Corey Harris,
Downhome Sophisticate
(Rounder, 2002)

Depending on your point of view, you're likely to look at Corey Harris's daring new CD as either a stunning landmark in the progression of blues music or a real mess of an album, neither fish nor fowl. I tend to gravitate toward the first opinion.

Even the title reveals the dichotomy in Harris's approach this time around. This isn't just a generic "downhome" blues album, far from it, although it pays tribute to many aspects of African-American music. The first song, "Frankie Doris," is heavy with funk and organ played by jazz keyboardist Henry Butler, while "Money on My Mind" smacks of vintage Hendrix by way of Fred McDowell. "Don't Let the Devil Ride" is traditional 12-bar, but soaked with a very contemporary sound, and "Keep Your Lamp Trimmed and Burning" puts a searing and angry patina on the old, seemingly inoffensive lyrics.

"Capitaine" provides an abrupt change of pace in the form of an idyllic acoustic instrumental, out of which we're thrust into "Santoro," an eerie nightmare of violent premonition, followed by perhaps the bravest cut on the album, "Fire," with the provocative lyrics, "did you see the fire?/smoke rising -- higher/did you hear the thunder?/did you wonder?/babylon a crumble/her towers, they did tumble/now her guns a rumble/everywhere -- rumors of war" Harris's voice takes on the screams of a Jeremiah, trying to make sense of a post-9/11 world.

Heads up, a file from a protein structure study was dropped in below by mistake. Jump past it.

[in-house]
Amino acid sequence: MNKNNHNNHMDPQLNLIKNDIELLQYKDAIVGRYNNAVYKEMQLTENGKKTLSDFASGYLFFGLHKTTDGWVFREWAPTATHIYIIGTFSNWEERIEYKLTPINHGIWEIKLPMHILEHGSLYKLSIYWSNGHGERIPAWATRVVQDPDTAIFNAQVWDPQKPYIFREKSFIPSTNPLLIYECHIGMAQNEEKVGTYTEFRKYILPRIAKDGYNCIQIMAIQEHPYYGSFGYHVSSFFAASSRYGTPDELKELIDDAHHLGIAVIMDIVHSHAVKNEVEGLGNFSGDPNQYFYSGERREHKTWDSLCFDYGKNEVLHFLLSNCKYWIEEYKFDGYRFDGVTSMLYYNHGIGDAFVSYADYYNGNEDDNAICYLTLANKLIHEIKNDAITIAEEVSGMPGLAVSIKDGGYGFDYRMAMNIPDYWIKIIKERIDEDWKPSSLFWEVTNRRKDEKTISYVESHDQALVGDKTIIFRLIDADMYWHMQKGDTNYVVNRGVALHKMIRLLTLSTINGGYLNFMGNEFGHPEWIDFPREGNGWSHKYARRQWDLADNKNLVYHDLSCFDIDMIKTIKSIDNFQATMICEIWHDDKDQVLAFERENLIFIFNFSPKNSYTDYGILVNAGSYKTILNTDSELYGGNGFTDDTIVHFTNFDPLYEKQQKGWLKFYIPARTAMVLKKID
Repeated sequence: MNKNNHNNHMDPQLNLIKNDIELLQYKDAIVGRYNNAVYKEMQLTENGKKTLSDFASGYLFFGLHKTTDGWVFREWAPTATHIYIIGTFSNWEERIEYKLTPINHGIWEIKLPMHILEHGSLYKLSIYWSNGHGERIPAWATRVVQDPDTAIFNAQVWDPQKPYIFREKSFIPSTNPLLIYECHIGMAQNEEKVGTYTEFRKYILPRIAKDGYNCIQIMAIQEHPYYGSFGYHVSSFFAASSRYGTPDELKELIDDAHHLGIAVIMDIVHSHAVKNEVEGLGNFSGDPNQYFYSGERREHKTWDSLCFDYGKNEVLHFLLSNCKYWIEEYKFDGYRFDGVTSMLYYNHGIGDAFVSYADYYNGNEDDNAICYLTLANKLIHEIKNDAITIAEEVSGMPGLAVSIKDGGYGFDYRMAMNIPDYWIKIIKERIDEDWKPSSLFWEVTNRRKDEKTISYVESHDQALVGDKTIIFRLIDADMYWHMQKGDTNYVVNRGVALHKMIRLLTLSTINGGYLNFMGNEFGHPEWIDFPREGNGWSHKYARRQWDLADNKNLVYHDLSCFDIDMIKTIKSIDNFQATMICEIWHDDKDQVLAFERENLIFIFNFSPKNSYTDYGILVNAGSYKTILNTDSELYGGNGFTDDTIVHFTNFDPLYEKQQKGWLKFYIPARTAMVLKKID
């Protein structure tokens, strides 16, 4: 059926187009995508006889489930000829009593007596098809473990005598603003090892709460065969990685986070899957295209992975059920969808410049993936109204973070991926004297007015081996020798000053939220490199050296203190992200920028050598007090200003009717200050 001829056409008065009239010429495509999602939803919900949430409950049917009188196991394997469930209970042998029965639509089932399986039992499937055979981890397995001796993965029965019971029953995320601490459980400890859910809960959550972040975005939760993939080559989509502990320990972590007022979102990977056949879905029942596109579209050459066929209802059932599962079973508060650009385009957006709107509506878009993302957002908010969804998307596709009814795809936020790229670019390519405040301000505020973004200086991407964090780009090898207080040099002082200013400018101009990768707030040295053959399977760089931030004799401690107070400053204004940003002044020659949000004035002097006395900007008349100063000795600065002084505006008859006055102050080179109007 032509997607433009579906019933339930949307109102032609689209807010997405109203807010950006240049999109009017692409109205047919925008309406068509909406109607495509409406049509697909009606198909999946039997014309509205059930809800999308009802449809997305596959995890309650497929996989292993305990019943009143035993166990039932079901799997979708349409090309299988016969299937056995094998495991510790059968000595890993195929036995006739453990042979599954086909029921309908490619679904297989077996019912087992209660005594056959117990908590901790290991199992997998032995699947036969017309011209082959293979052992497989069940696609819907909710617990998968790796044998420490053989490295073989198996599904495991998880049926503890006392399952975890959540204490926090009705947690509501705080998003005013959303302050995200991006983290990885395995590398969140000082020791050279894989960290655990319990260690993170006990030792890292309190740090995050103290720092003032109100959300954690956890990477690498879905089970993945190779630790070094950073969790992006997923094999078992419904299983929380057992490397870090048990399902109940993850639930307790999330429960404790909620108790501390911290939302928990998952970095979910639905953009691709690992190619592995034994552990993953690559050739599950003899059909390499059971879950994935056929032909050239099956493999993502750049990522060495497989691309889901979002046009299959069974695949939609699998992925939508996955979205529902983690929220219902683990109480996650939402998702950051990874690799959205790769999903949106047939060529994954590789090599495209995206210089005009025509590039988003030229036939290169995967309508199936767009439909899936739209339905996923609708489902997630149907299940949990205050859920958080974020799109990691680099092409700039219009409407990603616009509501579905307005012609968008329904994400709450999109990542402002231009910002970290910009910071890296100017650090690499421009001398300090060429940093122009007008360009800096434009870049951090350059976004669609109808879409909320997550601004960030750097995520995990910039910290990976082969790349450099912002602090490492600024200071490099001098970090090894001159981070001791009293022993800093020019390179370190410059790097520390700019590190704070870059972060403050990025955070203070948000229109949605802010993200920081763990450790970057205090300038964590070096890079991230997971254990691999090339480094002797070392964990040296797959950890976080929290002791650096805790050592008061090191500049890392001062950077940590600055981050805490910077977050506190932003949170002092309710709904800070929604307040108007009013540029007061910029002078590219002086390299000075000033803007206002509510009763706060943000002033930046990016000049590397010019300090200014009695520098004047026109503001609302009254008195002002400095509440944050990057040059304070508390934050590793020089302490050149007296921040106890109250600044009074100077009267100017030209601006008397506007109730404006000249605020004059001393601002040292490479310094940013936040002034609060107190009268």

After a brief silence, we seem to go back to an easier time with the smooth instrumental, "BB," a traditional rocker. It segues into the title track, which has aspects of field hollers, James Brown and hip-hop all wrapped up into one fun, yet vaguely menacing, track. "Sista Rose" gets into an infectious Latin groove, which continues into the evocative "Black Maria," with the powerful lyrics, "momma africa where the white meets the blue nile/black maria first in line/mother true divine/indigo, mahogany, mother of humanity/mother mary can't replace you,/a million armies can't erase you." An echoing instrumental, "Chinook," leads into a reggae-styled "Money Eye," and a brief slide guitar piece, "Where the Yellow Cross the Dog." The CD ends with a remix of "Santoro" called "f'shizza," an amalgamation of much that has come before, remixed into something utterly new. As such, it's an ideal way to end this album, a stunning, visceral creation that pays tribute to its roots while looking forward to something new made up of its previous parts.

I suspect this isn't going to be a universally praised album. Some listeners are bound to think that Harris is trying too hard to blend the different aspects of the cultures that have influenced him and his music, but this bold and courageous experiment stands, in its sheer audacity, high above the offerings of hundreds of musical artists who would never even think of attempting such a synthesis of styles and elements. Frankly, I'm far from fully certain as to what Harris is trying to do here, but the very fact that he is trying to achieve what many artists never dream of attempting is enough for me to put him in a very high pantheon of musicians. Wherever he leads us in his next album, I'll follow, and I suggest that anyone who takes music seriously do the same.

[ by Chet Williamson ]
Rambles: 31 August 2002

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